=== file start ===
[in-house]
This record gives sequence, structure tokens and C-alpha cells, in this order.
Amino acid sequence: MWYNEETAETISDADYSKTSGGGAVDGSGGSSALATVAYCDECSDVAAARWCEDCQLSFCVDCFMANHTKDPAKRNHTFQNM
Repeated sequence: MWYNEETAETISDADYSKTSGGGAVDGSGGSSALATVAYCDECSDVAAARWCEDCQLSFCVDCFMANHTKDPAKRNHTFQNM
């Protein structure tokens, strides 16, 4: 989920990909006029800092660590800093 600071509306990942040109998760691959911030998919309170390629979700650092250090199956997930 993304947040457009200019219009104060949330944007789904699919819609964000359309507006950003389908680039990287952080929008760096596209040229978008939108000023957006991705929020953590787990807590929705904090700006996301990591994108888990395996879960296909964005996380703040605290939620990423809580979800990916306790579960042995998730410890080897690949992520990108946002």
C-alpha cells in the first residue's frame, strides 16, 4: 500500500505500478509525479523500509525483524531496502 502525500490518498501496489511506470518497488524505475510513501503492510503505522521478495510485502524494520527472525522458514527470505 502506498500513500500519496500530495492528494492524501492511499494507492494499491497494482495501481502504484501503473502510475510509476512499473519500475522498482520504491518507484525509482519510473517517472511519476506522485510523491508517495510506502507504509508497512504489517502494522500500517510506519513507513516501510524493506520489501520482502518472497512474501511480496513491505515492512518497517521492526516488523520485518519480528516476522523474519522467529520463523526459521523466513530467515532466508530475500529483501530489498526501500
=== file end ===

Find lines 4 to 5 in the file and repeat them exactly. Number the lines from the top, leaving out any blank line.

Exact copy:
Repeated sequence: MWYNEETAETISDADYSKTSGGGAVDGSGGSSALATVAYCDECSDVAAARWCEDCQLSFCVDCFMANHTKDPAKRNHTFQNM
């Protein structure tokens, strides 16, 4: 989920990909006029800092660590800093 600071509306990942040109998760691959911030998919309170390629979700650092250090199956997930 993304947040457009200019219009104060949330944007789904699919819609964000359309507006950003389908680039990287952080929008760096596209040229978008939108000023957006991705929020953590787990807590929705904090700006996301990591994108888990395996879960296909964005996380703040605290939620990423809580979800990916306790579960042995998730410890080897690949992520990108946002």